• Storage Distributed Resource Scheduler (SDRS)
  • Fault Tolerance (FT)
  • SMP-FT
  • vSphere API for I/O Filtering (VAIO)
  • Array-based replication
  • Raw Device Mapping (RDM)
  • Microsoft Failover Clustering (MSCS)

Mar 30 2015

And the winners of Top vBlog 2015 are…

…not ready to be revealed yet, you’ll have to wait until tomorrow to find out. I’ve tabulated all the votes and applied points to the votes and have computed the results. We’ll announce the winners on a special live Google Hangout tomorrow with David Davis, Rick Vanover, Simon Seagrave, John Troyer and Scott Davis from Infinio. Go here for information on how you can watch the live results show. While you’re waiting here’s a few tidbits of information on this years voting:

  • There were over 2200 votes this year (1400 last year)
  • Approximately 32% of the votes were from the US, next highest was 7% from the UK, followed by 6% from the Netherlands, 5% from the Turkey and 4% from Australia and 4% from Germany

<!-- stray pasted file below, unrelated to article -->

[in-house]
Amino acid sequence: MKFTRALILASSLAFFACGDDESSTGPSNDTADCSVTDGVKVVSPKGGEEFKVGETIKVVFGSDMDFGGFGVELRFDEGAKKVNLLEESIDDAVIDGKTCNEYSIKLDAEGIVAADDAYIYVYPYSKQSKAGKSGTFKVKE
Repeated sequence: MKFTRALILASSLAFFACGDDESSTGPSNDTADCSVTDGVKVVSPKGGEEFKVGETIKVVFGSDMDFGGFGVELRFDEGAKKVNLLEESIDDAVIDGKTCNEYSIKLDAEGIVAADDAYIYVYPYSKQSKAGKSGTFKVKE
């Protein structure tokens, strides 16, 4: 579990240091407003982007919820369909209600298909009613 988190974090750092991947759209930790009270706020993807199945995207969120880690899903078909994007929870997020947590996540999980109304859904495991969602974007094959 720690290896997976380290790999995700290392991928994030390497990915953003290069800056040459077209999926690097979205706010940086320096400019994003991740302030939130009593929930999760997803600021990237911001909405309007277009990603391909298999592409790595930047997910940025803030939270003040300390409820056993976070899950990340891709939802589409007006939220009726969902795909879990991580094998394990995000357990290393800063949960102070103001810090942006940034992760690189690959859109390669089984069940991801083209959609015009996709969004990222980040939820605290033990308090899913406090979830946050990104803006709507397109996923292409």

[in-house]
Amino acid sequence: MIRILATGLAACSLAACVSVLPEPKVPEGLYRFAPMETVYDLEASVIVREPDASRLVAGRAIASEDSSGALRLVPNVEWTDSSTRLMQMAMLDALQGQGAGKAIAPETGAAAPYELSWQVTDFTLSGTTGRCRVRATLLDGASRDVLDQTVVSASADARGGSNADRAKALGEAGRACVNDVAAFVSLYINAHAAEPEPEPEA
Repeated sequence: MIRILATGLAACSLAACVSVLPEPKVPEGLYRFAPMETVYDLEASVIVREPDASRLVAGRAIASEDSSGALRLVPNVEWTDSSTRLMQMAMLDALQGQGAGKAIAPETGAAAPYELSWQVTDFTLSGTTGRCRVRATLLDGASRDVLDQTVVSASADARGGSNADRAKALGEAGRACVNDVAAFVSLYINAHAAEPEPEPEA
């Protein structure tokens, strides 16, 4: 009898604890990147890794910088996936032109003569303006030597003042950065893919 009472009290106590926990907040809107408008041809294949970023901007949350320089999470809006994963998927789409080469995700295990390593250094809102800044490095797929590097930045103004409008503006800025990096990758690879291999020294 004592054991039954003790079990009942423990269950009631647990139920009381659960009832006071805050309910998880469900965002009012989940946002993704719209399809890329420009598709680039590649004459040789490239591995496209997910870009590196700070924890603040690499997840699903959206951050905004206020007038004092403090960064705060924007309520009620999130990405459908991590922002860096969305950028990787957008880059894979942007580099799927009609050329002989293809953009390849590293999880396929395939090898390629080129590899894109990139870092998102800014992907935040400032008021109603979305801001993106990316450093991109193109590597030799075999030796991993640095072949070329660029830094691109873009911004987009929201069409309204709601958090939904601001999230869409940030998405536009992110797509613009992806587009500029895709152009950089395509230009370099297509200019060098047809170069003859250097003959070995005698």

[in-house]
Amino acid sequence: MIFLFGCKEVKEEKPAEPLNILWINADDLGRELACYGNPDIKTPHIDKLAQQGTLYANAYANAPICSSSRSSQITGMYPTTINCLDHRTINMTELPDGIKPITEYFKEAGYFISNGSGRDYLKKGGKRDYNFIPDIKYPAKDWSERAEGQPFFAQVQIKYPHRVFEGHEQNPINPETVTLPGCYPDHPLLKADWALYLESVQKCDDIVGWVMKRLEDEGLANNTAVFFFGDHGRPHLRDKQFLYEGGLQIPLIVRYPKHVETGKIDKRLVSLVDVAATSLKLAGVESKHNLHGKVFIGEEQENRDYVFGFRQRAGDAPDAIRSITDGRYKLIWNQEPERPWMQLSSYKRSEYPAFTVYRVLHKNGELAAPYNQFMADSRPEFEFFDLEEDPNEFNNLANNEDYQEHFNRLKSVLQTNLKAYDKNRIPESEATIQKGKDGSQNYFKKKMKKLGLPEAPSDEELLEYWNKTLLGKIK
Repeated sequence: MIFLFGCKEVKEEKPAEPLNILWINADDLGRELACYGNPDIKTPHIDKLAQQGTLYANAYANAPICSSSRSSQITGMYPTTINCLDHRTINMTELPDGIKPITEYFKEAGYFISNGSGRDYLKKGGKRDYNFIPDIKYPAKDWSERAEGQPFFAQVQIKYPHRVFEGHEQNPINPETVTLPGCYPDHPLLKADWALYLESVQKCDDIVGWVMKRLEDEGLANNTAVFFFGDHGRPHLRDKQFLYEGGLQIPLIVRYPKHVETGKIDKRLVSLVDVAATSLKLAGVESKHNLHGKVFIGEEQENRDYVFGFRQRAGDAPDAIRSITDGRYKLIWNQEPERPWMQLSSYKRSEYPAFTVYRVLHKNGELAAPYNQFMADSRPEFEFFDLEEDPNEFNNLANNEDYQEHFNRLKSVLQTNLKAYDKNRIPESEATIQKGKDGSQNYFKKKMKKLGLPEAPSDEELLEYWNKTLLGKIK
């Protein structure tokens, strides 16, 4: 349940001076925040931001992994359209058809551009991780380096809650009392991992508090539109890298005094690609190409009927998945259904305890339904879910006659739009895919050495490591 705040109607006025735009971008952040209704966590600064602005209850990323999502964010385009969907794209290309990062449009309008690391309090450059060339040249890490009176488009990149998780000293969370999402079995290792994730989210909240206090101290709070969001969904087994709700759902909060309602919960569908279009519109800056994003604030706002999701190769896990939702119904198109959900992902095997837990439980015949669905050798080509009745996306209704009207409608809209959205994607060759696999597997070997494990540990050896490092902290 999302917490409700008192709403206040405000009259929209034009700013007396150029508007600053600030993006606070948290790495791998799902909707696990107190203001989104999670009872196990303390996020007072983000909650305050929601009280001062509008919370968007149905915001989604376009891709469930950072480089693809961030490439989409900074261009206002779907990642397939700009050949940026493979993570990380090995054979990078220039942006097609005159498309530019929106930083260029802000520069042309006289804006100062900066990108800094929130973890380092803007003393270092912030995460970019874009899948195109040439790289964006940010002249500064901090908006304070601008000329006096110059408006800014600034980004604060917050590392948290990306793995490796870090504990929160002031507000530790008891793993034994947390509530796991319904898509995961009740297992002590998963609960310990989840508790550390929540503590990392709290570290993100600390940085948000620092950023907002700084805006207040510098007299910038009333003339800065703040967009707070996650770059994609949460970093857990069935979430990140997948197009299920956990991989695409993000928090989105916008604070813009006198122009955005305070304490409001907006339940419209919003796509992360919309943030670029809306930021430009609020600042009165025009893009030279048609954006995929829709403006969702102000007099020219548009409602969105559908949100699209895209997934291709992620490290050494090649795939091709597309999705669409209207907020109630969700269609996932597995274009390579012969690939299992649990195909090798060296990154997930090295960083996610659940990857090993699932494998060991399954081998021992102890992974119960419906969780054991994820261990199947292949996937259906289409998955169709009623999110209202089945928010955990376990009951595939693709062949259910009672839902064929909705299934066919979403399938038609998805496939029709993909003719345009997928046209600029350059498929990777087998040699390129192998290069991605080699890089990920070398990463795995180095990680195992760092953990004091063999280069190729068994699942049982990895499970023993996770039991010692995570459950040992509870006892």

• Votes came from all across the US except for Maine, Vermont, Montana and Wyoming (no voting available via pony express)

voting2

  • We had voters from over 60 different countries including Ukraine, Thailand, Seychelles, Slovakia, Romania, Portugal, Philippines, Peru, Oman, Nigeria, New Caledonia, Malta, Mauritius, Latvia, Iran, Iceland, Egypt, Cyprus, Cote D’Ivoire and Azerbaijan.

voting1

  • There are 411 blogs in the voting this year, last year there were 320
  • There were 7 position changes in the top 10
  • There were 4 blogs in the top 25 that were not in there in 2014
  • There were 2 blogs that were newcomers this year in the top 25
  • There is 1 blog new to the top 10

That’s it for now, tune in tomorrow to see the full results and find out if Duncan can retain the crown for #1 blogger.

Mar 26 2015

Watch the Top vBlog 2015 Results Show Live!